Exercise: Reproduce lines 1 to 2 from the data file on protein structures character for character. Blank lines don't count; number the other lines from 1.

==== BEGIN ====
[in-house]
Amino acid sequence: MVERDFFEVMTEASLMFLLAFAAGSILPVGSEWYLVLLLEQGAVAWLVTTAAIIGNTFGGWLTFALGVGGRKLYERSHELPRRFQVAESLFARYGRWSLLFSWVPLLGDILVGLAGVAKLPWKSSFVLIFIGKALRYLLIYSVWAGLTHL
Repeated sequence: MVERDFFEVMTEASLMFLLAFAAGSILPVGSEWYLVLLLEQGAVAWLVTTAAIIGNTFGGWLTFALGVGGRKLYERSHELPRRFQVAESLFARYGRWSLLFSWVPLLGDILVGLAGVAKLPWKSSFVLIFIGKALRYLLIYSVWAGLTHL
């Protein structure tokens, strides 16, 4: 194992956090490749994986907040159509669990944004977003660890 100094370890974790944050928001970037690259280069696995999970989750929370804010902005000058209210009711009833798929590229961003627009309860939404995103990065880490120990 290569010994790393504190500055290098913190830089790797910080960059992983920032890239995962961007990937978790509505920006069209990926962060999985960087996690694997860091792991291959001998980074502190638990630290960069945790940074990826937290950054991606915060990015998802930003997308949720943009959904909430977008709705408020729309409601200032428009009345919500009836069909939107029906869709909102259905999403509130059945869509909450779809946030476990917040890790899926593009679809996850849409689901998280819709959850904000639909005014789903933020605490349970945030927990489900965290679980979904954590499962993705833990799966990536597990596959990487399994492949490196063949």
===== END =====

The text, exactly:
[in-house]
Amino acid sequence: MVERDFFEVMTEASLMFLLAFAAGSILPVGSEWYLVLLLEQGAVAWLVTTAAIIGNTFGGWLTFALGVGGRKLYERSHELPRRFQVAESLFARYGRWSLLFSWVPLLGDILVGLAGVAKLPWKSSFVLIFIGKALRYLLIYSVWAGLTHL